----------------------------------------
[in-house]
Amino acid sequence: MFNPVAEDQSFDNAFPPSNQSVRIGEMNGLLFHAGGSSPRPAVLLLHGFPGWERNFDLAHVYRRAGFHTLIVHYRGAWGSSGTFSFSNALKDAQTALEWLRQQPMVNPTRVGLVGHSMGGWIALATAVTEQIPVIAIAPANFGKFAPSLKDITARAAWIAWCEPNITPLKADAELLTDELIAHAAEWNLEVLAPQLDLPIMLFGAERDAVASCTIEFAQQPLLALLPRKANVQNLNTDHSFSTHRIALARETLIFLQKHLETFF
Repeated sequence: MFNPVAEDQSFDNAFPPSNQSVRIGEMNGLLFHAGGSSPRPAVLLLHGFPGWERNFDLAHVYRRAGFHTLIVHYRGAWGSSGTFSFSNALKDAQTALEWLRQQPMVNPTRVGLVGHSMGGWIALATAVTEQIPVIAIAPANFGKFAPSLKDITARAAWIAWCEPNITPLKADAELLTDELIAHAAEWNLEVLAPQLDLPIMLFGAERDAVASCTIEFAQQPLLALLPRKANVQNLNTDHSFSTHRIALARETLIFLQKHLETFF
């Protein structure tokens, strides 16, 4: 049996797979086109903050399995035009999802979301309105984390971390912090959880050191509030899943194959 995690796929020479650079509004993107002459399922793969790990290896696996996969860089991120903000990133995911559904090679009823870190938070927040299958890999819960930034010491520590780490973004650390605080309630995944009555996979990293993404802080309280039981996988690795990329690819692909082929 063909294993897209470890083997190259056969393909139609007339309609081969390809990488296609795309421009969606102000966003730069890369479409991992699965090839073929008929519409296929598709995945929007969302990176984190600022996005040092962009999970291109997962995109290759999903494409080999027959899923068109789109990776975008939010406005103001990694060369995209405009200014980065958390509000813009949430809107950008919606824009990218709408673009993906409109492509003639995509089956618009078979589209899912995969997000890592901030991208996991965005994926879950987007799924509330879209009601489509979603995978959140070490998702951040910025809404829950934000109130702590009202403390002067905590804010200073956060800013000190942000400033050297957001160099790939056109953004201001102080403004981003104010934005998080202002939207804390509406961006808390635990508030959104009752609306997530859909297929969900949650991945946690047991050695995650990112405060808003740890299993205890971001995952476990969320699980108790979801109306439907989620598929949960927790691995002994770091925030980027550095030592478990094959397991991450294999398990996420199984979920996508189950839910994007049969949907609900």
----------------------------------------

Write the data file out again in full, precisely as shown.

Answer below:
[in-house]
Amino acid sequence: MFNPVAEDQSFDNAFPPSNQSVRIGEMNGLLFHAGGSSPRPAVLLLHGFPGWERNFDLAHVYRRAGFHTLIVHYRGAWGSSGTFSFSNALKDAQTALEWLRQQPMVNPTRVGLVGHSMGGWIALATAVTEQIPVIAIAPANFGKFAPSLKDITARAAWIAWCEPNITPLKADAELLTDELIAHAAEWNLEVLAPQLDLPIMLFGAERDAVASCTIEFAQQPLLALLPRKANVQNLNTDHSFSTHRIALARETLIFLQKHLETFF
Repeated sequence: MFNPVAEDQSFDNAFPPSNQSVRIGEMNGLLFHAGGSSPRPAVLLLHGFPGWERNFDLAHVYRRAGFHTLIVHYRGAWGSSGTFSFSNALKDAQTALEWLRQQPMVNPTRVGLVGHSMGGWIALATAVTEQIPVIAIAPANFGKFAPSLKDITARAAWIAWCEPNITPLKADAELLTDELIAHAAEWNLEVLAPQLDLPIMLFGAERDAVASCTIEFAQQPLLALLPRKANVQNLNTDHSFSTHRIALARETLIFLQKHLETFF
């Protein structure tokens, strides 16, 4: 049996797979086109903050399995035009999802979301309105984390971390912090959880050191509030899943194959 995690796929020479650079509004993107002459399922793969790990290896696996996969860089991120903000990133995911559904090679009823870190938070927040299958890999819960930034010491520590780490973004650390605080309630995944009555996979990293993404802080309280039981996988690795990329690819692909082929 063909294993897209470890083997190259056969393909139609007339309609081969390809990488296609795309421009969606102000966003730069890369479409991992699965090839073929008929519409296929598709995945929007969302990176984190600022996005040092962009999970291109997962995109290759999903494409080999027959899923068109789109990776975008939010406005103001990694060369995209405009200014980065958390509000813009949430809107950008919606824009990218709408673009993906409109492509003639995509089956618009078979589209899912995969997000890592901030991208996991965005994926879950987007799924509330879209009601489509979603995978959140070490998702951040910025809404829950934000109130702590009202403390002067905590804010200073956060800013000190942000400033050297957001160099790939056109953004201001102080403004981003104010934005998080202002939207804390509406961006808390635990508030959104009752609306997530859909297929969900949650991945946690047991050695995650990112405060808003740890299993205890971001995952476990969320699980108790979801109306439907989620598929949960927790691995002994770091925030980027550095030592478990094959397991991450294999398990996420199984979920996508189950839910994007049969949907609900």